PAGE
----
From materials released by the Australian Institute of Marine Science, AIMS.

The paper “High risk of extinction of benthic foraminifera in this century due to ocean acidification” by S. Uthicke, P. Momigliano and K. E. Fabricius appears in the Nature Publishing journal Scientific Reports. (

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June 10, 2013 - 9:44 AM No Comments

In the fish room - from the good folks at Amazonas Magazine

Today in the Fishroom – Amphilophus hogaboomorum

24 May, 2013

The large male Amphilophus hogaboomorum @ 13″ (33 cm)

The large wild (F0) male Amphilophus hogaboomorum @ 13″ (33 cm), sometimes known as the Guayas Cichlid or the Harlequin Cichlid, a native to Honduras.

I don’t spend enough time just watching my fish.  And I’m sure I’m not alone in that sentiment.  Most would agree that a good deal of “tank time” is cleaning, feeding and maintaining the tanks…and of course the weekly water changes.   I have two breeding pairs of these beautifulAmphilophus fish.  Each pair is in a 180-gallon tank by themselves so they have plenty of room to do what cichlid fish do best…breed and raise fry.

One of the coolest things, by far, is watching the pair guide their fry back and forth across the tank.  Last night as I was watching the one pair, I noted that their group of fry had managed to split themselves in half across both sides of the tank.  So I kicked back to see how the pair would handle the dilemma. The female of the pair is always the action parent, darting back and forth between the two groups. The male also participates, he has to…the female seems to keep him moving as well with well placed nips on his fins.

As I watched, the female would swim to one group, flare her fins, shimmy then swim back toward the other side of the tank.  Ever so slowly the fry would inch back across the tank. The male would remain in place with the larger group, the female swinging by to “touch base” and give him a nip to keep him alert (I guess).  It was very interesting to watch the dynamics between the two and their fry.  Enjoy the photos!

Female Amphilophus hogaboomorum keeping watch over the fry.

Female Amphilophus hogaboomorum keeping watch over the fry.

The male keeping an eye on one half of the fry while the female got busy rounding up the stragglers.

The male keeping an eye on one half of the fry while the female got busy rounding up the stragglers.

The female rounding up the fry on the other side of the tank.

The female rounding up the fry on the other side of the tank.

Imagine having to worry about ALL of these “kids” at one time. No wonder cichlids are expert parents.

Imagine having to worry about ALL of these “kids” at one time. No wonder cichlids are expert parents.

Both male and female Amphilophus hogaboomorum with the entire group under their watchful eye.

Both male and female Amphilophus hogaboomorum with the entire group under their watchful eye.

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June 4, 2013 - 9:37 AM No Comments

This getting a little weird

Male Seeking Mate: Must Want Kids – Quest to save Ptychochromis insolitus

11 May, 2013

Male of the critically endangered Mangarahara Cichlid, Ptyochromis insolitus - image: ZSL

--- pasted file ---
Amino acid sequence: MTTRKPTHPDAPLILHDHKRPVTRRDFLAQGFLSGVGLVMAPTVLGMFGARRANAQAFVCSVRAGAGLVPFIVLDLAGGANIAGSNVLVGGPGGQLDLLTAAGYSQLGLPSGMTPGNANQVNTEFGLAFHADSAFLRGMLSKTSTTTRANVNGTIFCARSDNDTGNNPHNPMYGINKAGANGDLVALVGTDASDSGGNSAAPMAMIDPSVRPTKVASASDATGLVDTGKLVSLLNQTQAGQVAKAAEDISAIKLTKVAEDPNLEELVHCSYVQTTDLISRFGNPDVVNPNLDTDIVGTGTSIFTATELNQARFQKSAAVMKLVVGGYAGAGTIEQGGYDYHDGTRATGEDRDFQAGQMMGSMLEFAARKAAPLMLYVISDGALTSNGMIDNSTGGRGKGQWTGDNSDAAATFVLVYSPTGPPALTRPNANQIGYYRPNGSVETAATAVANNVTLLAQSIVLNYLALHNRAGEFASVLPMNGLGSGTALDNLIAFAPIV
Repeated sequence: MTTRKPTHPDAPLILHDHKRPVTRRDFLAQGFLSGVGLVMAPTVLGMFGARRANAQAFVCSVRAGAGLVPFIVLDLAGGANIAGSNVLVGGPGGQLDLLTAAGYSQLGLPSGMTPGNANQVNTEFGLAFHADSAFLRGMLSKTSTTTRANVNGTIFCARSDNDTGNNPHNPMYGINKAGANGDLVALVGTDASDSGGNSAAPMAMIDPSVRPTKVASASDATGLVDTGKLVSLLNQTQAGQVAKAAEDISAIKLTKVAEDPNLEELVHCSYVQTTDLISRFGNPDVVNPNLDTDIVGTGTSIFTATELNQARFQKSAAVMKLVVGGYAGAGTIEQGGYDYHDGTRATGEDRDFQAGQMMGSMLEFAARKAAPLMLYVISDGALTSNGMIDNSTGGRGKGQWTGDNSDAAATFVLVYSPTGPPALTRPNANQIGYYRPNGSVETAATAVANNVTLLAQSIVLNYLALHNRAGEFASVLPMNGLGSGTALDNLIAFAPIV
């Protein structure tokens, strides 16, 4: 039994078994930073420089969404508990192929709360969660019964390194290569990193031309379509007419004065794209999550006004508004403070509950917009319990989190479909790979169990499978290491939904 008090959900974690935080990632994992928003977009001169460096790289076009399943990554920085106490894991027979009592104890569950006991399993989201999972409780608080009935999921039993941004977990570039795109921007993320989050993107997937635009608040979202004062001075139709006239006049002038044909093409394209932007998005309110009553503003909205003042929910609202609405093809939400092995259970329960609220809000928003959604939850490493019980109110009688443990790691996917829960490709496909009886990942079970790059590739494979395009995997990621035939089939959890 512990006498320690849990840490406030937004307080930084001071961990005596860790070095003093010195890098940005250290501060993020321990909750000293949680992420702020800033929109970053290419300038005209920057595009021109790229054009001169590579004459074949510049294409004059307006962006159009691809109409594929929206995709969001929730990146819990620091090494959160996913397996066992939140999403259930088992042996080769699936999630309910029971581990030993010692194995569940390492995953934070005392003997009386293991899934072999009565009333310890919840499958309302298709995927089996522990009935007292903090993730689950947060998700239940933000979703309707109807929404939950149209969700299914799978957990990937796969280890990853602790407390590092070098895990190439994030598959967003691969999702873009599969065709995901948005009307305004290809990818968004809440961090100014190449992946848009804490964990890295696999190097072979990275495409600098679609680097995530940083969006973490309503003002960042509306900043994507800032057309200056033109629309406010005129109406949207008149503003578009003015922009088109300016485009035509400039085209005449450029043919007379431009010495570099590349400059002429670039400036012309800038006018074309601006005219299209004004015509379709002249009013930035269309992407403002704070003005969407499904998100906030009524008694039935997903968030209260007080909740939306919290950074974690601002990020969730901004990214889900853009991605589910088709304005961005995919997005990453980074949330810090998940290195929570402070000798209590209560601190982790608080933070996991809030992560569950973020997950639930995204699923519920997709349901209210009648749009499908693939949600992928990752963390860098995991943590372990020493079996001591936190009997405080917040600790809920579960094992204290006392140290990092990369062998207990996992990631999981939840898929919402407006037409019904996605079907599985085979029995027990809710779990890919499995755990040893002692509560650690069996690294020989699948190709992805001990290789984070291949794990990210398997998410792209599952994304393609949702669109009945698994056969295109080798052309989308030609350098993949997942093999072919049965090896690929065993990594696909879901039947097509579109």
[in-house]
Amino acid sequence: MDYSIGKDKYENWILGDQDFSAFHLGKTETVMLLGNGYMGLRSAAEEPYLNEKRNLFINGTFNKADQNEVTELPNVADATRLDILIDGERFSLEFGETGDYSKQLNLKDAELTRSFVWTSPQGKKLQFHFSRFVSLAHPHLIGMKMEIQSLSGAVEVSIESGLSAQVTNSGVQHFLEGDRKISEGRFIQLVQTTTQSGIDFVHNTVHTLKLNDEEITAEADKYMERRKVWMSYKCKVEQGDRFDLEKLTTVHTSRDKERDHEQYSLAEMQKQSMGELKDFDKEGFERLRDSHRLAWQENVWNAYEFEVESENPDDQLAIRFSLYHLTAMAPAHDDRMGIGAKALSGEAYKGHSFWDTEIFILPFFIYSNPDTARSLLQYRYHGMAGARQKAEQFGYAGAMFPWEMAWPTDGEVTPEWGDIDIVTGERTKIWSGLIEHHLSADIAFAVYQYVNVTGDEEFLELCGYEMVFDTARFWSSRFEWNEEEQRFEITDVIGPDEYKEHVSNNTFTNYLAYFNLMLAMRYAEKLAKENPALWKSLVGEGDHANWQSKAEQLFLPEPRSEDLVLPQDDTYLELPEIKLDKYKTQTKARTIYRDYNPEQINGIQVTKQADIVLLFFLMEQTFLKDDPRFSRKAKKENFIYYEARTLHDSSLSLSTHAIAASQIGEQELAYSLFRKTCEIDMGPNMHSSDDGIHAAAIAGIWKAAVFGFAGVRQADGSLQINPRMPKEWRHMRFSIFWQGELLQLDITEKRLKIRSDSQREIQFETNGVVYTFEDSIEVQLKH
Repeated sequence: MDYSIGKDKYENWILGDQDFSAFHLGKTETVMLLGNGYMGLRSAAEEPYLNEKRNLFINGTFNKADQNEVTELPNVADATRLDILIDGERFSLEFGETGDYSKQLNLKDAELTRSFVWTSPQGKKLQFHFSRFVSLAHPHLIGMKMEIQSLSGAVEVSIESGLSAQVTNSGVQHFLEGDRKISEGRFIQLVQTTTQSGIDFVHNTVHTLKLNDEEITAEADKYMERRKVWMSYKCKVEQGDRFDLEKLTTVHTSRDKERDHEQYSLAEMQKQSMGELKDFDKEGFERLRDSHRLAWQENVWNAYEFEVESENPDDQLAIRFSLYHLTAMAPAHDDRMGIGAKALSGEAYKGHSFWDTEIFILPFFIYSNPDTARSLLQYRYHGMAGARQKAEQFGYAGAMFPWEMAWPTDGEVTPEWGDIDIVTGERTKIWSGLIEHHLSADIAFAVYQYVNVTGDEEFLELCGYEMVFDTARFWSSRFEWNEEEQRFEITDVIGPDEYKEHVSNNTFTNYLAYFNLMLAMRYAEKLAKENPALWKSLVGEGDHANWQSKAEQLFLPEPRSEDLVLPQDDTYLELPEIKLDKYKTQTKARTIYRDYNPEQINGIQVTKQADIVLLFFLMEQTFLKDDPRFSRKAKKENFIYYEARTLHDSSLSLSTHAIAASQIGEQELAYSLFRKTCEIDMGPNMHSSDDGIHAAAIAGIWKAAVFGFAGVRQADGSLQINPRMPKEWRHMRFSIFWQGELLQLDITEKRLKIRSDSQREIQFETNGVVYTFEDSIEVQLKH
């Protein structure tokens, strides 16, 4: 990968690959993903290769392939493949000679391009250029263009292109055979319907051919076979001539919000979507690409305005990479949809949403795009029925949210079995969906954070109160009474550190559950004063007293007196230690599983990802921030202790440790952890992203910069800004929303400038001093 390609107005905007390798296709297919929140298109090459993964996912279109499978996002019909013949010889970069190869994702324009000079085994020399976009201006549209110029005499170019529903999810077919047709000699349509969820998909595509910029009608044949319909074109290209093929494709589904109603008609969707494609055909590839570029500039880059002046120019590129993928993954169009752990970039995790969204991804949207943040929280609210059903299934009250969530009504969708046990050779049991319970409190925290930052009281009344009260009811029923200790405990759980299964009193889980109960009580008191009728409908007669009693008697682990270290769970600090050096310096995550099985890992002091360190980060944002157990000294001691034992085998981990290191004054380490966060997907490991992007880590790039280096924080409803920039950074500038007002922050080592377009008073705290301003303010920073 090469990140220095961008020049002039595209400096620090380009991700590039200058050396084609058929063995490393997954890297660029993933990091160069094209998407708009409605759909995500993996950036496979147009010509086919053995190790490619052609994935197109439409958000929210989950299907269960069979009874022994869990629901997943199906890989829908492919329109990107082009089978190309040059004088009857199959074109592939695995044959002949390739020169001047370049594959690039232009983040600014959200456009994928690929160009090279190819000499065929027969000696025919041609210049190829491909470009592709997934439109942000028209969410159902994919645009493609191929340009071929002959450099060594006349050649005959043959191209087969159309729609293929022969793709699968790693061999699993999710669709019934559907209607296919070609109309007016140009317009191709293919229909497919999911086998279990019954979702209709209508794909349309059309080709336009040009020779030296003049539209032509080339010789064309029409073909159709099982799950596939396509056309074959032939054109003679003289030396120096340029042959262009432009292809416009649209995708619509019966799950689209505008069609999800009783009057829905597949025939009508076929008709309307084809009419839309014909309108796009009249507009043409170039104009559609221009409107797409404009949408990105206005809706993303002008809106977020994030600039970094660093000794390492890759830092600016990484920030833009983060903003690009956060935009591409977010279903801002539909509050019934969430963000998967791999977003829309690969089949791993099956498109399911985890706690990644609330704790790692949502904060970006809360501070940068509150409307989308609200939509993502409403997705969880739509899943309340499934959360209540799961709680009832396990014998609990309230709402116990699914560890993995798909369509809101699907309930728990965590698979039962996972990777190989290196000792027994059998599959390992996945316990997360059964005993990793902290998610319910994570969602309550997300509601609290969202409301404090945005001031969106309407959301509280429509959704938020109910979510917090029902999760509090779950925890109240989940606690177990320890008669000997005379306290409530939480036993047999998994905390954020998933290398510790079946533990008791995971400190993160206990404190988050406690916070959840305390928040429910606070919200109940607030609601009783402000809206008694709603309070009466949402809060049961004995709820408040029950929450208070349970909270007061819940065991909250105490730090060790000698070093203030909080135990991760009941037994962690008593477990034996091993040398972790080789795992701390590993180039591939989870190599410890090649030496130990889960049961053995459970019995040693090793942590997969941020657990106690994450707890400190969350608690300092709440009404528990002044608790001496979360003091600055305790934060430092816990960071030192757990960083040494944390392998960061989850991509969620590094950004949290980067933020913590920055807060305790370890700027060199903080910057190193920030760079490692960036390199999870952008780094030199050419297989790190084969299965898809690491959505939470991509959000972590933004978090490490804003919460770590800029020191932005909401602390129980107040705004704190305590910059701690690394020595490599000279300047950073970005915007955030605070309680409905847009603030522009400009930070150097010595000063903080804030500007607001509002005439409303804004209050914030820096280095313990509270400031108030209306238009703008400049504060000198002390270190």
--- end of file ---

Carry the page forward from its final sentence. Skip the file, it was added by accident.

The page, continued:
Male of the critically endangered Mangarahara Cichlid, Ptychochromis insolitus. Image: ZSL

The old dating saying about there being “plenty of fish in the sea” is not holding true for the critically endangered Mangarahara Cichlid, whose known worldwide population is down to two lone specimens surviving in captivity in the UK.

Aquarists at ZSL London Zoo are launching an urgent worldwide appeal to find a female mate for the last remaining males of a critically endangered fish species.

The Mangarahara Cichlid (Ptychochromis insolitus) is believed to be extinct in the wild, due to the introduction of dams drying up its habitat of the Mangarahara River in Madagascar, and two of the last known individuals, unfortunately both male, are residing in ZSL London Zoo’s Aquarium.

The Curator of the Aquarium at ZSL London Zoo, Brian Zimmerman, along with colleagues at Zurich Zoo in Switzerland set about trying to find other Mangaraharan Cichlids in zoos around the world – using international zoo and aquarium associations to reach as many experts and aquarists as possible, but had no luck finding surviving females.

The team at ZSL London Zoo are now launching a desperate appeal for private aquarium owners, fish collectors, and hobbyists to come forward if they have or know of any females in existence, so that a vital conservation breeding programme can be started for the species.

Female of the critically endangered Mangarahara Cichlid, Ptyochromis insolitus - image: Berlin Zoo

Female of the critically endangered Mangarahara Cichlid, Ptyochromis insolitus, since died in an attempted mating encounter with a male. Image: Berlin Zoo

Launching the appeal, ZSL London Zoo’s Brian Zimmerman said: “The Mangarahara Cichlid is shockingly and devastatingly facing extinction; its wild habitat no longer exists and as far as we can tell, only three males remain of this entire species.

“It might be too late for their wild counterparts, but if we can find a female, it’s not too late for the species. Here at ZSL London Zoo we have two healthy males, as well as the facilities and expertise to make a real difference.

“We are urgently appealing to anyone who owns or knows someone who may own these critically endangered fish, which are silver in colour with an orange-tipped tail, so that we can start a breeding programme here at the Zoo to bring them back from the brink of extinction.”

ZSL London Zoo is asking anyone with information about the cichlids to email the team at